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RSF Association’s lighting regulation to get another rewrite

The RSF Association board met on Sept. 19
(Karen Billing)

Community members have said regulation is too restrictive, confusing

The Rancho Santa Fe Association’s controversial lighting regulation will get yet another look.

At the board’s Sept. 19 meeting, Director Lorraine Kent made a motion to deny approving the latest iteration of the lighting regulation for posting and send it back to staff to distill it down to a simple rewrite with just minor modifications converting dated language of watts to modern lumens.

“I think we need to work on reduction of the complexity of these regulations so that we don’t have to hire people to interpret them,” Kent said. “The county regulations are pretty stringent already and pretty lax when it comes to security and safety. Maybe when we introduce new regulations we should introduce them one at time so we can have a good debate on what the impact is to the community because I think there’s too many regulations here.”

“I’ve lived here for 25 years, lighting wasn’t a big issue and we’re spending time on modifying these regulations and I think they’re too robust.”

After some discussion, the board unanimously approved postponing the posting and staff said they would be prepared to return to the board in November with an updated draft.

A draft of the lighting regulation was first posted for comments back in August of 2020. In the last two years, drafts have been reviewed by the Art Jury three times, there was a May town hall and workshops in June and September.

“It has not been an easy process,” said RSF Association Planning and Development Director Maryam Babaki. “But it’s one of those at each step has brought further refinement along the way and it does attempt to incorporate the different comments as best as possible. There are diverging views and this is a very complex subject.”

The detailed regulation updates the measurement of light output or brightness from watts to lumens and addresses outdoor lighting, safety lighting, features like uplighting, tree lighting, fountain lighting and chandeliers as well as sets hours for nighttime use—exterior lighting except for security and safety lighting, and address markers is to be shut off from 11 p.m. through sunrise.

During public comment, members described the regulation’s restrictions as harsh, arbitrary, confusing, impractical, difficult to comply with and hard to enforce.

Resident Meredith Garner said she loves dark skies and it’s something she’s really enjoyed about the community but she does not see a need for such strict restrictions. If anything, she said the regulation could be more narrowly written, just to address the “light offenders.”

“Practically speaking, a member couldn’t even interpret this,” Garner said of the regulation, adding that to comply, a member would likely need to hire a lighting consultant, lawyer and an electrician. “Everything about this doesn’t make sense to me. I’m only here because I just think it’s crazy.”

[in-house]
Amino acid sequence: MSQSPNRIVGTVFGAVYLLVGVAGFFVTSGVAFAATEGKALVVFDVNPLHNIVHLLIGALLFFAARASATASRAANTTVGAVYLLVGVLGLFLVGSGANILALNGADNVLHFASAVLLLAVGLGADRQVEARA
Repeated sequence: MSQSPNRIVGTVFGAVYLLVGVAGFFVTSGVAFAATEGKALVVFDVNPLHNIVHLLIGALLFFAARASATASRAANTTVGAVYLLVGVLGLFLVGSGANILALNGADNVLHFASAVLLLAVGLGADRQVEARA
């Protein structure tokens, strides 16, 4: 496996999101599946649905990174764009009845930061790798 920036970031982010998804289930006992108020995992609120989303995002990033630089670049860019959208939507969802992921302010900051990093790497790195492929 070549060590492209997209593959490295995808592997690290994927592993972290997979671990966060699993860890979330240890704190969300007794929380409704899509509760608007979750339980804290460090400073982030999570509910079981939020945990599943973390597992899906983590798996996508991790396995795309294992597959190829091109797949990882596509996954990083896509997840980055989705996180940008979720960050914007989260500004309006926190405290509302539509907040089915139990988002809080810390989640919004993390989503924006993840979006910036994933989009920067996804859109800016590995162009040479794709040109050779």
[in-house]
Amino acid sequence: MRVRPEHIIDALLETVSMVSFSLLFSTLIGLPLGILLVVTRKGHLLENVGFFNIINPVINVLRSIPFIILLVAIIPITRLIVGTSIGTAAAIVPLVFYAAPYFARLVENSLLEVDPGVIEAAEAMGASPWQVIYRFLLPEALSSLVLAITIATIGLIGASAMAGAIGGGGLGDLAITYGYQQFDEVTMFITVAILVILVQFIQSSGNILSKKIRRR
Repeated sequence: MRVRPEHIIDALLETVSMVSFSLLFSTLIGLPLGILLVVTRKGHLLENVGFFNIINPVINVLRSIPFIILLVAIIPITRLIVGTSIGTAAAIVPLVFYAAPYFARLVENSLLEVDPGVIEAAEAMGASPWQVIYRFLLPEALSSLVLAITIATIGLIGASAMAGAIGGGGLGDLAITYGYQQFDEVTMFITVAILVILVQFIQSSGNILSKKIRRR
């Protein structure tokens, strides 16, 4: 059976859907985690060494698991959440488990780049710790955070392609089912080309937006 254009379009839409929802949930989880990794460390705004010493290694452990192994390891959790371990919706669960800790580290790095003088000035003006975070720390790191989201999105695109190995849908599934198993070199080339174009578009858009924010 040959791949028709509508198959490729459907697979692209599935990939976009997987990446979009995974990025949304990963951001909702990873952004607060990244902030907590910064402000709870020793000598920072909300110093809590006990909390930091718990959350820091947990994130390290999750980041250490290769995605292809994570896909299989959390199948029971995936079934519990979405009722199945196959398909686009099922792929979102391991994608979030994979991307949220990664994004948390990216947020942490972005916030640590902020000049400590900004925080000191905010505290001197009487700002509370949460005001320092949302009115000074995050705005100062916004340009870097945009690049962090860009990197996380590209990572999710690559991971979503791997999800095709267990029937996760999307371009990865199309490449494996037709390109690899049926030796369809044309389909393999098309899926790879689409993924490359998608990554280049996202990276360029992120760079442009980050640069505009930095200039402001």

Members also said they were concerned that the regulation now included an amendment that the Rancho Santa Fe Tennis Club could have lit courts until 8 p.m., with Art Jury and board approval.

“We promote this community as being rural. Having a lit tennis court until 8 o’clock at night does not seem to me to be in any way conducive to a rural atmosphere,” said resident Sharon Ruhnau.

Resident Heather Slosar felt that addition might be a slippery slope, promoting lighting of other Association-owned facilities such as Richardson Field or the golf club driving range.

In the board’s discussion, Director Phil Trubey agreed with Kent on the need for a simple rewrite of the regulation—he still had many unanswered questions about different parts of the document and couldn’t support posting it as is. Director Greg Gruzdowich said he gets concerned whenever he sees specific numbers in regulations (such as tree lighting being limited to five trees) because everyone’s properties are so different.

“There are certainly compliance issues,” Gruzdowich said. “I look across a couple canyons and it’s pretty dark, but the concerns I’ve heard from people are that we have a couple of homes that are just Disneyland and how do we deal with the homes that are really causing issues to their neighbors and their enjoyment of their property.”

President Dan Comstock struggled with Kent’s motion to deny or delay the posting another month. While he knows there are people who do not want the regulations, there are many different views to represent—he’s also heard from people majorly in support of lighting the tennis courts and residents both for and against uplighting. He noted that the Association’s recent community survey showed almost an equal percentage of people wanted more restrictive lighting as those who wanted less restrictive lighting.

“We can’t make both sides happy, someone’s going to be upset when we make the decision one way or the other,” Comstock said. “Postponing the decision, I just don’t like it. I don’t want to keep postponing.”

While he ultimately supported Kent’s motion, Director Rick Sapp was also concerned that by kicking the regulation off their agenda, they are not doing a good service to the building department or the Art Jury which is seeking clarification and consistency in its decisions.


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